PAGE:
After the U.K parliament threw out the proposal of eliminating one-penny and two-pence coins from their monetary system, talks have erupted in the U.S. as to whether the penny is still relevant or not.
The U.K. government retained the coins because it wanted to give consumers a greater freedom on how they use their money. The discussions on the relevance of the penny are underway and U.S. Money Reserve president was featured on TV talking sharing his take on the topic.
The penny is many centuries old and it started to feature former heads of state in 1909 when Abraham Lincoln was featured on the palm of the coin. Apparently, the coin is not only used to hold a market value, but also to honor fallen heroes and esteemed heads of states.
The problems with the penny started when its materials started being scarce during World War I and II. To mitigate the challenge, the composition of the coin has changed over time depending on the available materials. While it was primarily made up of steel, it is now primarily made up of zinc and a very small percentage of copper.
Owing to the scarcity of Zinc, the cost of making the penny surpasses its worth. Philip N. Diehl noted that during his interview.
The material is imported from China and apart from importation costs being high, the many moving parts in regards to political tensions that is threatening the good relations between China and the US are likely to make the cost of making the penny skyrocket even higher. Read more: US Money Reserve | Indeed and US Money Reserve President Discusses Elimination of Benny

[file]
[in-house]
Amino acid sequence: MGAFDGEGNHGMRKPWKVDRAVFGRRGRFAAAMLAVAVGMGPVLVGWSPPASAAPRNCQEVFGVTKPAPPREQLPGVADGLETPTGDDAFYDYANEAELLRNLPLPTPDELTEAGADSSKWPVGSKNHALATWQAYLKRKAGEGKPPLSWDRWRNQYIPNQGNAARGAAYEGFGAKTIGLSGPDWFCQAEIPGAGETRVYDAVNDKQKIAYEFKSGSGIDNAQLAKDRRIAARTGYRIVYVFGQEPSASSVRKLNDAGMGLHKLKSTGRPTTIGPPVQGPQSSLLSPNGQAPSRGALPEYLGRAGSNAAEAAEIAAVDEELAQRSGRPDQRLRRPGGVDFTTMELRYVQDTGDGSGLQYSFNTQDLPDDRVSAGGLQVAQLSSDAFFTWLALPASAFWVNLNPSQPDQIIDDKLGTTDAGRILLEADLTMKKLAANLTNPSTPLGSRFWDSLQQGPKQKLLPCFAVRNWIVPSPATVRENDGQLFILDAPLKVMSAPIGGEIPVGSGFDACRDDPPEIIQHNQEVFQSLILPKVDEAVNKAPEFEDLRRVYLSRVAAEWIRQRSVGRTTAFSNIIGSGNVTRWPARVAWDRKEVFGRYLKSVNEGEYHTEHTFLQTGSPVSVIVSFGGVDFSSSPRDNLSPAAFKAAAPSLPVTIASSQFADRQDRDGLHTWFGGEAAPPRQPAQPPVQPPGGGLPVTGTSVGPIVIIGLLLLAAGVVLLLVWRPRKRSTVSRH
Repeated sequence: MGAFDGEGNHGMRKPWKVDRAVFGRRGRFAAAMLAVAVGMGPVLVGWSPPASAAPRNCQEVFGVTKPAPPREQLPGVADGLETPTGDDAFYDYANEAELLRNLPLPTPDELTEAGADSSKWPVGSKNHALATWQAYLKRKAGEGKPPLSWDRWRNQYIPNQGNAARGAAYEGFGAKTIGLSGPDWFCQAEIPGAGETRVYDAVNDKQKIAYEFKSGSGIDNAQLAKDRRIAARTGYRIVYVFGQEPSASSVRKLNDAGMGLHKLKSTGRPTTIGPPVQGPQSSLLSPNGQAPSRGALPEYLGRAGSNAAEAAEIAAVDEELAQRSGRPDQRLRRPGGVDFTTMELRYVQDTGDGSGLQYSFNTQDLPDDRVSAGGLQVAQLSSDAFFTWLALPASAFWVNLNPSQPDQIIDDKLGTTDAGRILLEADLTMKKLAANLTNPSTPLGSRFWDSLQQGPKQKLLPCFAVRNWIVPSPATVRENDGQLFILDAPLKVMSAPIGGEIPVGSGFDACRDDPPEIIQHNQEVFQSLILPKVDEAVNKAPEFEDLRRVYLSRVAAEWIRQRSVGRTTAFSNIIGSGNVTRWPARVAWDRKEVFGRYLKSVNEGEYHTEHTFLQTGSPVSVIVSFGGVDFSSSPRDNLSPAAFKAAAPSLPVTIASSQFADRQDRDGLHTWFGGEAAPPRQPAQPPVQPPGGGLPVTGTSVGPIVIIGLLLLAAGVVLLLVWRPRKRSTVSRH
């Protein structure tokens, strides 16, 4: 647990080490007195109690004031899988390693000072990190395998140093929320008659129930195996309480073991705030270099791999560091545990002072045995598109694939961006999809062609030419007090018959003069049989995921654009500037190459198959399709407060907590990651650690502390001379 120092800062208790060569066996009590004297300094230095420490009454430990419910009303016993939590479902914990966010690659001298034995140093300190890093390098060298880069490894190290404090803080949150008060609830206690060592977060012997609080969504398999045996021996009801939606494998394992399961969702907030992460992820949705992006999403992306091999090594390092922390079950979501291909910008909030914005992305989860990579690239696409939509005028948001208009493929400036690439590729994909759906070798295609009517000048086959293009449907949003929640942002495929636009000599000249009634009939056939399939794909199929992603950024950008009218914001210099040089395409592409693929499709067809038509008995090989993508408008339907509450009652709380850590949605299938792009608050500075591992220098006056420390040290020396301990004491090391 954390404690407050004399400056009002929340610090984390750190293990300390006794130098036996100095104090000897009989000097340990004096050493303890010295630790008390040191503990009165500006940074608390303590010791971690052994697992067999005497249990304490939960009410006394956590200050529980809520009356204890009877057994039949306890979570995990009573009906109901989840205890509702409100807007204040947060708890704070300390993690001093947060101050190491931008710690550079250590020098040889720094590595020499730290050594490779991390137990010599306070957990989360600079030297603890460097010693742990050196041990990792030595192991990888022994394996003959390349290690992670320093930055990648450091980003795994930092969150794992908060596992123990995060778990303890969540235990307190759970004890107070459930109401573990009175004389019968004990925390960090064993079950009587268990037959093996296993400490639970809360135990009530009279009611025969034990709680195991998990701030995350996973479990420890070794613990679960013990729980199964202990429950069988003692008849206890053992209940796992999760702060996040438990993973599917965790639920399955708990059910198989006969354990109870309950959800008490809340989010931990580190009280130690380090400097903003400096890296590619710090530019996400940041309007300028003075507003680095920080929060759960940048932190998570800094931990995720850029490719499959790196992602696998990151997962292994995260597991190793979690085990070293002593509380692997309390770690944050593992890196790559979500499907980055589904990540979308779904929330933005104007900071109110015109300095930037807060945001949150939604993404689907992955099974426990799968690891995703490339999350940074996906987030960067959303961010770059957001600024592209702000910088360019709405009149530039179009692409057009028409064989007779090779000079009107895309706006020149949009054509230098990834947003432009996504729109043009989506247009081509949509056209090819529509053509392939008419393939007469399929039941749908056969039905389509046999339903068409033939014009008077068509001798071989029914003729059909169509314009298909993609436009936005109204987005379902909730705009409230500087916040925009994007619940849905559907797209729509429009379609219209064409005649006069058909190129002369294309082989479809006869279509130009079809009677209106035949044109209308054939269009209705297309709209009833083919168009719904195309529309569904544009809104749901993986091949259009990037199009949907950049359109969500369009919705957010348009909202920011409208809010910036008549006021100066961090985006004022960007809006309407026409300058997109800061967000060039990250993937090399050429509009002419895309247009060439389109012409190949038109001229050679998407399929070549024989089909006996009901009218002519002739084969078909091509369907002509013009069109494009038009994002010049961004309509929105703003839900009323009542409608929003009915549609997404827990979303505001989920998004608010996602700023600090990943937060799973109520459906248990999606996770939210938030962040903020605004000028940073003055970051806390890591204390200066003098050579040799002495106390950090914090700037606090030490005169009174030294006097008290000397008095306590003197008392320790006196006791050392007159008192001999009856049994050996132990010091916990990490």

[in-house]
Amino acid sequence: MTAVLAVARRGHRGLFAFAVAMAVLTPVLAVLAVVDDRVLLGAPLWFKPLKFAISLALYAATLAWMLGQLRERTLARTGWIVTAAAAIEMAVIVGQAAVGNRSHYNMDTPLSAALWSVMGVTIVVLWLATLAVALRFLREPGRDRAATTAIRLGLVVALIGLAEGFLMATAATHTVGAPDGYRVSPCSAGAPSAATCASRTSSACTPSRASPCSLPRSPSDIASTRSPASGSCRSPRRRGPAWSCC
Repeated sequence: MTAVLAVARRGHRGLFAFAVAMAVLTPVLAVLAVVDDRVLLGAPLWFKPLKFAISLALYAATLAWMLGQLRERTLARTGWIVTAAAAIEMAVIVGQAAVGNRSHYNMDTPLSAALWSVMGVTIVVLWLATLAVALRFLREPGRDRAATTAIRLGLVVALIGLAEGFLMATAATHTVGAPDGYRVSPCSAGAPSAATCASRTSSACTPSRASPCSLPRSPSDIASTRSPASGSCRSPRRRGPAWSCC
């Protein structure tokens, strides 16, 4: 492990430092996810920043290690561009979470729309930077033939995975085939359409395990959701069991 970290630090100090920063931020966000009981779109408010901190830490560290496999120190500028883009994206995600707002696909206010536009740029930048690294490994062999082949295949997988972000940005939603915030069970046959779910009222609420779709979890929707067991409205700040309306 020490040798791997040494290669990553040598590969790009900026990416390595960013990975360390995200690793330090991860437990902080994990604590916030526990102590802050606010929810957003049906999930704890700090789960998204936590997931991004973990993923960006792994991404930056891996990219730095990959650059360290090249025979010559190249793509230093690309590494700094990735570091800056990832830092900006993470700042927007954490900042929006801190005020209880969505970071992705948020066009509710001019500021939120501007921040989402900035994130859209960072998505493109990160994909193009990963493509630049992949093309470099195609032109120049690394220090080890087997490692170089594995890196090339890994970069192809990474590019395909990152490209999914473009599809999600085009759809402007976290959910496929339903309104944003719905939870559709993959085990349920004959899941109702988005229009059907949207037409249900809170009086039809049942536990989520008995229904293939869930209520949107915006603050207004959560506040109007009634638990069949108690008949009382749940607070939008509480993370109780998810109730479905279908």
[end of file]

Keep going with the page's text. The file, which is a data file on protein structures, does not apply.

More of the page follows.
Additionally, mining practices at the source of the material have raised environmental concerns. These considerations are beyond mere monetary considerations with Philip N. Diehl, former director of U.S. Mint, advocating for the removal of the penny from circulation.
The pennies are also increasingly losing its relevance as its usage declines. In the recent years, Americans would rather not throw the coins away than keeping them like the rest of the money. Additionally, statistics have revealed that 80% of the American population are comfortable with eliminating the penny from circulation.
With Philip N. Diehl and majority of the American population supporting the idea of eliminating the penny from the monetary system, organizations such as Americans for Common Cents are opposing it.
They are claiming that economic concerns, charitable usage, as well as alternate polls reasons are enough to retain the coin in the system. However, Philip N. Diehl believes that anyone who is opposing the move has some hidden personal interests to defend.
U.S. Money Reserve has built a solid reputation over the last decade serving more than 100,000 clients helping them to build their portfolios. It is the only distributor of government-issued coins that is recognized countrywide. It provides highest level of service, and exceptional gold coins on the market to clients.
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